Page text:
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As the government looks at ways to revive sagging growth, Finance Minister Arun Jaitley on Friday said maintaining fiscal prudence is a "challenge", but maintained that there is no need to "panic".
"How do you maintain the balancing act between continuing to spend in an economy, continuing to support your banks and at the same time maintain the best standards of fiscal prudence? I think the last part is the current challenge that we are facing," he said.
Speaking at the Bloomberg India Economic Forum here, Jaitley reiterated that the government is looking at measures to boost the economy but refused to answer a specific question on whether it will be a "stimulus" or not.
There is an increased speculation over a possible fiscal stimulus which can go above Rs 40,000 crore after six successive quarters of dip in the economic growth, which slid to 3-year low of 5.7 per cent in the April-June quarter.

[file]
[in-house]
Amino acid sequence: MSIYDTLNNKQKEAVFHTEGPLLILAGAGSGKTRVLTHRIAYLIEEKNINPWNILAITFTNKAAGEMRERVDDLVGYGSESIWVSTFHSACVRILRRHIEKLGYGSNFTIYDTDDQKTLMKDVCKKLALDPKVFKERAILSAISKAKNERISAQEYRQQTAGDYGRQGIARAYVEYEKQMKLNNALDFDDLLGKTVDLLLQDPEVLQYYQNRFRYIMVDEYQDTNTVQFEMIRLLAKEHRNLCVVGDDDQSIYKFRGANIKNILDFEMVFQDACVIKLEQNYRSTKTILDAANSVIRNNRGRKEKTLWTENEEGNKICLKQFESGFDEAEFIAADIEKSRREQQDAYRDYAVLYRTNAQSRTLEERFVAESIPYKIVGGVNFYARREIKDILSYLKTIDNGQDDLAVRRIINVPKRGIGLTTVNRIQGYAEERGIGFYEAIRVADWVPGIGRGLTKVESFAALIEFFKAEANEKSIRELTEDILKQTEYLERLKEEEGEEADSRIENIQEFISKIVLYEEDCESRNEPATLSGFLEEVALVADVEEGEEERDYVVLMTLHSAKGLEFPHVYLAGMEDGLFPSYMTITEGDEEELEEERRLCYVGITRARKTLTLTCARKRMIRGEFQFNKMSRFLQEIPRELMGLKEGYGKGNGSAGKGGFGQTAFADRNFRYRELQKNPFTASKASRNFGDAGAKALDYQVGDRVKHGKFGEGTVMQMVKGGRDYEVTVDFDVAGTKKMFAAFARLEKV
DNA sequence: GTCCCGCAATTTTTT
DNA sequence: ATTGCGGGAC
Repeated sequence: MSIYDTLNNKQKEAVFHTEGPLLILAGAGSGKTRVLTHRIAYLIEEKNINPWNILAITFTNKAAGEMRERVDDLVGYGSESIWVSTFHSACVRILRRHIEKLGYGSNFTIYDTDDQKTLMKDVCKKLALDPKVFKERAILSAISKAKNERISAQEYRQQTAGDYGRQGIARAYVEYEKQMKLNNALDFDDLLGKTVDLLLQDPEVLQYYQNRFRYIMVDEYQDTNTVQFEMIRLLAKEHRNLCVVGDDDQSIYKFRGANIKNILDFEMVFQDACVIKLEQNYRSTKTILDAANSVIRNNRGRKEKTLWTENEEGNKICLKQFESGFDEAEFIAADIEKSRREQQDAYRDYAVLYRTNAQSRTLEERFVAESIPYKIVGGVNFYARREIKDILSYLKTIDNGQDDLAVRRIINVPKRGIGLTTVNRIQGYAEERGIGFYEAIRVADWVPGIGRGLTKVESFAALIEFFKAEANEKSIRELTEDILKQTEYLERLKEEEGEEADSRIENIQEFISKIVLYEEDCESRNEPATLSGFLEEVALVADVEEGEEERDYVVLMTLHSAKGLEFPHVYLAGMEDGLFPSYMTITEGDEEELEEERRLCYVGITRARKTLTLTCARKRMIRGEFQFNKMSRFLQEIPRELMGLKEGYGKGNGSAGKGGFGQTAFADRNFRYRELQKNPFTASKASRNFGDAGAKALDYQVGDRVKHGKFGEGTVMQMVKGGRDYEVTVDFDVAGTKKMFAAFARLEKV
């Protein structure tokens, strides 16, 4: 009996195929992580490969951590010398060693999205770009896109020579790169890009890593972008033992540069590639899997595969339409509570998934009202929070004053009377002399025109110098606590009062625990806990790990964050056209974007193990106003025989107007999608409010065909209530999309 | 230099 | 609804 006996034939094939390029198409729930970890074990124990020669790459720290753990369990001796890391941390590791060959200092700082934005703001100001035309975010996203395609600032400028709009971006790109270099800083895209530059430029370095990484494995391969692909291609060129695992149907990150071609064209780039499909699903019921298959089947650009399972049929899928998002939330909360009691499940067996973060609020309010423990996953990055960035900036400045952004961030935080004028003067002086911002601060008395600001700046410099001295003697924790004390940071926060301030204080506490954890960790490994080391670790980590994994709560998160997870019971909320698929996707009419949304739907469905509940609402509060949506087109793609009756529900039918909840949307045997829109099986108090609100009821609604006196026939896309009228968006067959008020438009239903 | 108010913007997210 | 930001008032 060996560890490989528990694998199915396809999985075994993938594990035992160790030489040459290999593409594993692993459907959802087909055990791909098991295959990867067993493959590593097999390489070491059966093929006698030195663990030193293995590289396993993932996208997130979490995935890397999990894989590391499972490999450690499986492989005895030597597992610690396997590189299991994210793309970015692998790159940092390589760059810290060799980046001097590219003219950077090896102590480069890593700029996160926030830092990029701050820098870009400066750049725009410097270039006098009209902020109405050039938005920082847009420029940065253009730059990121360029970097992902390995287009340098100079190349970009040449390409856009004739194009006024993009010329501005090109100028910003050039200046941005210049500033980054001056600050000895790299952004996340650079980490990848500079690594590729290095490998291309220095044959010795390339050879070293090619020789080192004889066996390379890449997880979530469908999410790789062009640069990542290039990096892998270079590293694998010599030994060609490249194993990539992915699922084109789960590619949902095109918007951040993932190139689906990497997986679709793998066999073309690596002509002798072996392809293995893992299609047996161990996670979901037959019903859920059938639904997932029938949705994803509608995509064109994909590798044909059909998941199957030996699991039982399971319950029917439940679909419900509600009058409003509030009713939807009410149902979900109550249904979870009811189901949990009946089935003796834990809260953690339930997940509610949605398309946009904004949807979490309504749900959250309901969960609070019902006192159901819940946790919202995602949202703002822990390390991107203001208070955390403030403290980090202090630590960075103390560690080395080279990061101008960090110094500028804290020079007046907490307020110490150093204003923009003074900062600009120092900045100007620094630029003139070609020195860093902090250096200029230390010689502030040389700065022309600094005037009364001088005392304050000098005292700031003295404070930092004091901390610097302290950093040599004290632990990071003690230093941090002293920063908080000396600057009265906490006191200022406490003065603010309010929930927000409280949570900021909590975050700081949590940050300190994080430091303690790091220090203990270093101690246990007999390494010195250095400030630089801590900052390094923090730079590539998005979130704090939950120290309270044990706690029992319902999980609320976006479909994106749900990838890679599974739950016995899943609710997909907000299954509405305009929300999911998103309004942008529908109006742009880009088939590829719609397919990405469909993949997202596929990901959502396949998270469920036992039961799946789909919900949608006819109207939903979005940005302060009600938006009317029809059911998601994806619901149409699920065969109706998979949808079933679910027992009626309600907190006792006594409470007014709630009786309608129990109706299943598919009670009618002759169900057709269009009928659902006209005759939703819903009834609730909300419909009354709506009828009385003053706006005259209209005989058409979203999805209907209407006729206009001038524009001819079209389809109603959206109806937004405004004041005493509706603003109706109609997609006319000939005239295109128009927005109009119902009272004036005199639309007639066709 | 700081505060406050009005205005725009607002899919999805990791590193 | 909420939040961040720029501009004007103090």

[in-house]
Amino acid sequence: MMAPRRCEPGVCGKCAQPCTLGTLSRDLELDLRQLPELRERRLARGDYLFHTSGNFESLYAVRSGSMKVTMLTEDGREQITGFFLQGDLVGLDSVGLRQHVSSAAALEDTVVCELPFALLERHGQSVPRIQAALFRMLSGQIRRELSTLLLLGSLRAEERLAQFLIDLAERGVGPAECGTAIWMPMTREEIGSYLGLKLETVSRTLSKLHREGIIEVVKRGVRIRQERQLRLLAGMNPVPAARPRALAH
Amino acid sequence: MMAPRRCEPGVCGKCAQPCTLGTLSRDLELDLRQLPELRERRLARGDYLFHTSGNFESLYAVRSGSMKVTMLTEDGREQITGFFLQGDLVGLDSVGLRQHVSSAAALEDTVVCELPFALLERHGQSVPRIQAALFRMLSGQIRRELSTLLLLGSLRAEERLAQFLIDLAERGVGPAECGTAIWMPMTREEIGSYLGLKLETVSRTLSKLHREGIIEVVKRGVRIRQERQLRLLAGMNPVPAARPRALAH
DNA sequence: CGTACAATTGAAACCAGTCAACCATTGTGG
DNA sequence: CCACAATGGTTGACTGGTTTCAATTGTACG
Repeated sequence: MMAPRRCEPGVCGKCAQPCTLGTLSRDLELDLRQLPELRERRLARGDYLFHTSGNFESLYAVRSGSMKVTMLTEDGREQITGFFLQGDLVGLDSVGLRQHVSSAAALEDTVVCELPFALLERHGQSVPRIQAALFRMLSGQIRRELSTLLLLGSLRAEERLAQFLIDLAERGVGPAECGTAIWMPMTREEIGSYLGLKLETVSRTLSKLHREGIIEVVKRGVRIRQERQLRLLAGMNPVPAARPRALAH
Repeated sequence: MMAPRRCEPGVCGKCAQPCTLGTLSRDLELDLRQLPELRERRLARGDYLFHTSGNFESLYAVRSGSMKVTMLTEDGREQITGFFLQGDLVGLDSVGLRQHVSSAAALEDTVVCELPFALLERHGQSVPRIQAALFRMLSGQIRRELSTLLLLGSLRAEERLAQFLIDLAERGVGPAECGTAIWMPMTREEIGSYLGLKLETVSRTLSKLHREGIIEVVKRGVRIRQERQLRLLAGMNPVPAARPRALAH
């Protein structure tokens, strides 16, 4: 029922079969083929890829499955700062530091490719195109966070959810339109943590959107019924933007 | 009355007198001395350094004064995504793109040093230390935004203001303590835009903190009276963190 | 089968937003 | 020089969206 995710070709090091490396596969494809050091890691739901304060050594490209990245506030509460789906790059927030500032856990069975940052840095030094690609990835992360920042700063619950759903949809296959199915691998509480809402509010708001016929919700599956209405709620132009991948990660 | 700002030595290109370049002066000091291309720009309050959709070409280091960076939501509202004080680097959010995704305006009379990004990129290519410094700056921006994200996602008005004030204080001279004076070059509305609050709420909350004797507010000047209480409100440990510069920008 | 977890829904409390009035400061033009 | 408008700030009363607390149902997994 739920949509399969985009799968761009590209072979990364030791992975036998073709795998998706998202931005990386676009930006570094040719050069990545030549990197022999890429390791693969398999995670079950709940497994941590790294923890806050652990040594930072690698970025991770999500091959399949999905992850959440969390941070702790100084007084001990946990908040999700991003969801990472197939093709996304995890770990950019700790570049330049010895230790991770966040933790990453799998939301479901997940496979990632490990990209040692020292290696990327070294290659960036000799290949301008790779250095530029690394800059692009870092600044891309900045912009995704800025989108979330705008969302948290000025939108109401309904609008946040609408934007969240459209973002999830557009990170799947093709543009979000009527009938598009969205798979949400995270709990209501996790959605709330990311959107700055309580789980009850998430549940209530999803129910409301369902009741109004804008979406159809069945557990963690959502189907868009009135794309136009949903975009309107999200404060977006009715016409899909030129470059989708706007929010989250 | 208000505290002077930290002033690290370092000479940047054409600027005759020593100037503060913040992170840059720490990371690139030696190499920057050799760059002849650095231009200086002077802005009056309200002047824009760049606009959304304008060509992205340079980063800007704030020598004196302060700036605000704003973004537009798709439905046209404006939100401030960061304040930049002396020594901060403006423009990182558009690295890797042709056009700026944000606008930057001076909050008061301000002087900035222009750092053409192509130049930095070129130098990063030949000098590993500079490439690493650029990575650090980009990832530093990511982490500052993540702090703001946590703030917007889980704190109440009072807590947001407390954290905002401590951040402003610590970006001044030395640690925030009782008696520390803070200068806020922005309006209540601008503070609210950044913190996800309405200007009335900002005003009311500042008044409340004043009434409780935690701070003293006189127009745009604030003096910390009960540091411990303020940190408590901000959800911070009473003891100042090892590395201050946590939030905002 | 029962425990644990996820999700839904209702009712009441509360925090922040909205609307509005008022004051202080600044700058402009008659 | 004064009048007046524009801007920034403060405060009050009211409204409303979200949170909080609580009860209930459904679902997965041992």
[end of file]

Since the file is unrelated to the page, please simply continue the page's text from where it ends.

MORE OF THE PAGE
However, increasing public spending comes with the threat of stoking inflation and breaching the fiscal deficit commitments, something which the rating agencies are not very comfortable with.
Stating that the world must be "rest assured" about India, Jaitley said the answer to the challenge lies in balancing the conflicting aspects.
"We are all conscious of the fact that there are a value and an importance of the kind of prudence that is required in an economy, we are a responsible economy.
"At the same time, we also are conscious in such situations of spending. Obviously, the real answer lies in finding the balance between the two. The balance lies in finding the resources to do the same," he said.
"I don't think there is a need for panic. There's a need for analysis and for responsive action to this and we are fully prepared for this," he added.
Under the revised fiscal responsibility roadmap, the government is committed to getting the fiscal deficit to 3.2 per cent in 2017-18 but reserves the right to push it by 0.5 per cent in case of demanding circumstances.
Niti Aayog chief executive Amitabh Kant, who was also at the event, said the states need to be very astute in their financial management.
Kant also suggested looking at the quality of fiscal deficit and focusing on pushing exports, bank recapitalisation and projects at the last stage of completion.